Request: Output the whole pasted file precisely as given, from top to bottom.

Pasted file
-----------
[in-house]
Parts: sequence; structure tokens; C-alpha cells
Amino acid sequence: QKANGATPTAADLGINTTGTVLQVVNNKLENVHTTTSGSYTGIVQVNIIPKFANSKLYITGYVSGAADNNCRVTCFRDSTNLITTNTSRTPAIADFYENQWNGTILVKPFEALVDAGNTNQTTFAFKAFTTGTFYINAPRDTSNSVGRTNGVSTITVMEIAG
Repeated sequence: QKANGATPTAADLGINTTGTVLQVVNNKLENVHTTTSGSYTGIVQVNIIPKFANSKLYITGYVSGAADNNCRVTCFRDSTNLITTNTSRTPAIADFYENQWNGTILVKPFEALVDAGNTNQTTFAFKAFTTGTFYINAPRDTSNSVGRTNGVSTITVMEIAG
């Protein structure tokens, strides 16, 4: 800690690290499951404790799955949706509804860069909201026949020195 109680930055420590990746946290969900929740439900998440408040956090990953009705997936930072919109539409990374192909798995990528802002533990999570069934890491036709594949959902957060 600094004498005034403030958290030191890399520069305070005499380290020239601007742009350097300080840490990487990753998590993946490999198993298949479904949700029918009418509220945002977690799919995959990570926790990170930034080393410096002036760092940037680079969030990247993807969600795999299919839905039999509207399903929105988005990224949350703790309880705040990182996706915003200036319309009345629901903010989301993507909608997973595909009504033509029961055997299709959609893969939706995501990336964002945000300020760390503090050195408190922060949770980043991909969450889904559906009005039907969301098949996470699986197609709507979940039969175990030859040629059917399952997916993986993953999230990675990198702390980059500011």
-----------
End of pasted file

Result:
[in-house]
Parts: sequence; structure tokens; C-alpha cells
Amino acid sequence: QKANGATPTAADLGINTTGTVLQVVNNKLENVHTTTSGSYTGIVQVNIIPKFANSKLYITGYVSGAADNNCRVTCFRDSTNLITTNTSRTPAIADFYENQWNGTILVKPFEALVDAGNTNQTTFAFKAFTTGTFYINAPRDTSNSVGRTNGVSTITVMEIAG
Repeated sequence: QKANGATPTAADLGINTTGTVLQVVNNKLENVHTTTSGSYTGIVQVNIIPKFANSKLYITGYVSGAADNNCRVTCFRDSTNLITTNTSRTPAIADFYENQWNGTILVKPFEALVDAGNTNQTTFAFKAFTTGTFYINAPRDTSNSVGRTNGVSTITVMEIAG
């Protein structure tokens, strides 16, 4: 800690690290499951404790799955949706509804860069909201026949020195 109680930055420590990746946290969900929740439900998440408040956090990953009705997936930072919109539409990374192909798995990528802002533990999570069934890491036709594949959902957060 600094004498005034403030958290030191890399520069305070005499380290020239601007742009350097300080840490990487990753998590993946490999198993298949479904949700029918009418509220945002977690799919995959990570926790990170930034080393410096002036760092940037680079969030990247993807969600795999299919839905039999509207399903929105988005990224949350703790309880705040990182996706915003200036319309009345629901903010989301993507909608997973595909009504033509029961055997299709959609893969939706995501990336964002945000300020760390503090050195408190922060949770980043991909969450889904559906009005039907969301098949996470699986197609709507979940039969175990030859040629059917399952997916993986993953999230990675990198702390980059500011």